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High Falls

A cache by clarkbowman Send Message to Owner Message this owner
Hidden : 08/20/2008
Difficulty:
2.5 out of 5
Terrain:
1.5 out of 5

Size: Size: not chosen (not chosen)

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Geocache Description:


High Falls Earth Cache



The High Falls (or Upper Falls) of the Genesee River in Rochester, New York is a fine waterfall located right in the middle of the city. This makes for a rather interesting urban setting for the waterfall view. High Falls, also known as Upper Falls, Genesee Falls, and the Great Falls of the Genesee, has a height of 96 feet and a crest width of 200 feet . The falls faces to the northwest, and the entire crest of the falls is overhung, resulting in a fantastic curtain of falling water. The falls is at its best in the spring, when the flow of the river is torrential. In the summer months the river volume can be rather low. The present river valley has been modified extensively from preglacial river valleys. The original river had two branches. The east branch has a larger preglacial valley. It was completely blocked by extensive terminal moraines just south of Dansville, so most of the upper section was diverted toward the Susquehanna River system. Now only a small creek flows in what is left of this large valley. The west branch, which was smaller, is now the Genesee River above Mount Morris.
That being said, the falls is certainly a good one.
The falls is visible from the pedestrian-only Pont du Rennes bridge in the Browns Race district. It is impossible to miss it. There is also a geocache nearby. GCYA2C

A waterfall is usually a geological formation resulting from water, often in the form of a stream, flowing over an erosion-resistant rock formation that forms a sudden break in elevation. Types of waterfalls are based on how the water falls or passes through it's course, how much water is flowing, the surface beneath it and the geological processes that created it (geomorphology). These all together form a waterfall's unique shape. Water as a whole, is a great tool when it comes to carving out this great planet we live on.

Types of Waterfalls...
Block: Water descends from a relatively wide stream or river.
Cascade: Water descends a series of rock steps.
Cataract: A large waterfall.
Fan: Water spreads horizontally as it descends while remaining in contact with bedrock.
Horsetail: Descending water maintains some contact with bedrock.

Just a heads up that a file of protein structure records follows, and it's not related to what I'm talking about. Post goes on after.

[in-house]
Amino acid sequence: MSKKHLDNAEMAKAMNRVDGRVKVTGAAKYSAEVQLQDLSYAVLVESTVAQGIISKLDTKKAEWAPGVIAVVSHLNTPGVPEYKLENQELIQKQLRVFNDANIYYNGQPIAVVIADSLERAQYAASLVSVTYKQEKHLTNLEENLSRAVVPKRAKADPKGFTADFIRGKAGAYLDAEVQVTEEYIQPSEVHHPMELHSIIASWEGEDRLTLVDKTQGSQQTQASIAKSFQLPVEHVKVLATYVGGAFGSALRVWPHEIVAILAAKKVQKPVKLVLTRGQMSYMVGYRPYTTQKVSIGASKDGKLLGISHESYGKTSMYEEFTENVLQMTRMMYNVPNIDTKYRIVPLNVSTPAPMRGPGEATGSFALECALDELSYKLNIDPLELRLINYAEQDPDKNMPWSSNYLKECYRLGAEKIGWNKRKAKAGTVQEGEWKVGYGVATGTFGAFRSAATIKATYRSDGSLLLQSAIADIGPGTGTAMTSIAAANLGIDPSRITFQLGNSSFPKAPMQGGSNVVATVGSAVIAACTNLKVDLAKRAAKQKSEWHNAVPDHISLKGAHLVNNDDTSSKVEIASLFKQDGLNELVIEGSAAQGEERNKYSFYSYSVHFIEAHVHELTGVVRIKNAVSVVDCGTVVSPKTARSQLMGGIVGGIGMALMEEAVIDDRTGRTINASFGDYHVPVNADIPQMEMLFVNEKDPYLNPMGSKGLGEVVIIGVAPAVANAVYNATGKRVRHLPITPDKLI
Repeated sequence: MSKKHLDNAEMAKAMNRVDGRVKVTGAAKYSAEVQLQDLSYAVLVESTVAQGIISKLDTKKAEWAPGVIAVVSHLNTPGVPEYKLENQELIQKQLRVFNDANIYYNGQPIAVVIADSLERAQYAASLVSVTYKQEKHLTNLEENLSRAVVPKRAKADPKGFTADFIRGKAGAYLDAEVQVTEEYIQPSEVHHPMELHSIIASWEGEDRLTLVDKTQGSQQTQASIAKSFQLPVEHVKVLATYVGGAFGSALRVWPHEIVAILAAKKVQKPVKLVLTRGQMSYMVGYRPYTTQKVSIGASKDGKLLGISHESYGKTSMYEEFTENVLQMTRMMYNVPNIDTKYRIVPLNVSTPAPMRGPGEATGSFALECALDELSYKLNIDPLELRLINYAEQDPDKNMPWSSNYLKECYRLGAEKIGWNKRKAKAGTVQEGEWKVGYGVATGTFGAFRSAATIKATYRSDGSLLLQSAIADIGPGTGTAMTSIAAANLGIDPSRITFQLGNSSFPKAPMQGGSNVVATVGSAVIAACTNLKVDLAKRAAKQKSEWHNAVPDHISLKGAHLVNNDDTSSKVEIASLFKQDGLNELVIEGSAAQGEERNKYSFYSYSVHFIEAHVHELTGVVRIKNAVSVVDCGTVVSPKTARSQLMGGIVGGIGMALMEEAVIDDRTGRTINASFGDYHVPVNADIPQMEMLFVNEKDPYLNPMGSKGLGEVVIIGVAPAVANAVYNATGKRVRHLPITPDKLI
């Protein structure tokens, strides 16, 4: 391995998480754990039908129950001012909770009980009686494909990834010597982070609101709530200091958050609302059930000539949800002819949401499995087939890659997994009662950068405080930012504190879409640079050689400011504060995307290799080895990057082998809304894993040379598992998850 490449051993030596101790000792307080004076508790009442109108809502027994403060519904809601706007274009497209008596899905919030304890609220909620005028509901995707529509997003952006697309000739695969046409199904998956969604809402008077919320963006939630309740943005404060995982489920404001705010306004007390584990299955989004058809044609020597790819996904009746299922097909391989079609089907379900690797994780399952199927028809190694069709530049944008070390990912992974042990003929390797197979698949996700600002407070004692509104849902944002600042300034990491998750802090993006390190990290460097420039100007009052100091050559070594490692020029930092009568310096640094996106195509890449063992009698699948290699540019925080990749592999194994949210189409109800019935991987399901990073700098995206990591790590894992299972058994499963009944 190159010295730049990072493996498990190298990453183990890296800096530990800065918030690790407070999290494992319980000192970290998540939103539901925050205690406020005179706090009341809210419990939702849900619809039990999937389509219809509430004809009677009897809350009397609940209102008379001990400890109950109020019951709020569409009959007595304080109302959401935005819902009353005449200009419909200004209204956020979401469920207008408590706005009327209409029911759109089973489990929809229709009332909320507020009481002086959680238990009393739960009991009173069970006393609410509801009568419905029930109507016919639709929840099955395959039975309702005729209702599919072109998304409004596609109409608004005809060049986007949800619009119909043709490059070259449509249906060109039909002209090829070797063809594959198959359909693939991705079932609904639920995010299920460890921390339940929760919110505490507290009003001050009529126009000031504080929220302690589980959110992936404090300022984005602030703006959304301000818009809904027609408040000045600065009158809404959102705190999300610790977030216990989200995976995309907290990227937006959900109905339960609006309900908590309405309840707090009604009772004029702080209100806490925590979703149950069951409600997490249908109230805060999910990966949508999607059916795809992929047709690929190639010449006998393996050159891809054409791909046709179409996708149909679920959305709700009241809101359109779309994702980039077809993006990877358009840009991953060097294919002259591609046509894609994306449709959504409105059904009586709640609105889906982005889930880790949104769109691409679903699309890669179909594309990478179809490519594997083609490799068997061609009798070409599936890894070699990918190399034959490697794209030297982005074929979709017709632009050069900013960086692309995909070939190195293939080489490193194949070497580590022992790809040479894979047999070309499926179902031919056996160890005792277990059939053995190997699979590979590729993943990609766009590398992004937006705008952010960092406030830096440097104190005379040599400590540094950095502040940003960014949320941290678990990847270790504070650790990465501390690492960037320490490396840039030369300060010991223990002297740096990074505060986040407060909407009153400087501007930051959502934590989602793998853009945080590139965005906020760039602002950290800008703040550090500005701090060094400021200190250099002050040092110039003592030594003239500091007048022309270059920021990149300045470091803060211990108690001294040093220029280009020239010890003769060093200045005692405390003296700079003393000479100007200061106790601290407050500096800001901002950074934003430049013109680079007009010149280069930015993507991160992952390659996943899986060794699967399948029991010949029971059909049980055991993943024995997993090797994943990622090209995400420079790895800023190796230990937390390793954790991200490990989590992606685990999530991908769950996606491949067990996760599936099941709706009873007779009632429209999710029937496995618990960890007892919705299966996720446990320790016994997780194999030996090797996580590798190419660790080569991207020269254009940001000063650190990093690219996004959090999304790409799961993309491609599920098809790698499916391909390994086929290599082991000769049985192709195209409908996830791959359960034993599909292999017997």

Plunge: Water descends vertically, losing contact with the bedrock surface.
Punchbowl: Water descends in a constricted form, then spreads out in a wider pool.
Segmented: Distinctly separate flows of water form as it descends.
Tiered: Water drops in a series of distinct steps or falls.
Multi-Step: A series of waterfalls one after another of roughly the same size each with its own sunken plunge pool.

From Wikipedia, the free encyclopedia

Preglacial: An ice age is a period of long-term reduction in the temperature of the Earth's surface and atmosphere, resulting in an expansion of continental ice sheets, polar ice sheets and alpine glaciers.

Moraine: refers to any glacially formed accumulation of unconsolidated glacial debris (soil and rock) which can occur in currently glaciated and formerly glaciated regions, such as those areas acted upon by a past ice age. This debris may have been plucked off the valley floor as a glacier advanced or fallen off the valley walls as a result of frost wedging. Moraines may be composed of silt like glacial flour to large boulders. The debris is typically angular. Moraines may be on the glacier’s surface or deposited as piles or sheets of debris where the glacier has melted. Moraines may also occur when glacier or iceberg transported rocks fall into the sea as the ice melts.

Waterfalls may also be artificial, and they are sometimes created as garden and landscape ornaments.

To log this earthcache you must post a picture of you with your GPS with the falls in the background and Email me the answers to the following questions...
1)Approximately how high are the falls?
2) Approximately how wide are the Falls?
3) Using the above types, Tell me What type of falls this is.
4)Give me your best guess in your own words as to how this waterfalls was formed.

Any Logs without the required picture posted with your log or without the emailed answers will be deleted. Pictures without a face will be deleted. Sorry for the inconvience but we know that a picture with your face can be took even if you are alone, a hand with a GPS does not prove you were there... Please do not post answers to your online log.

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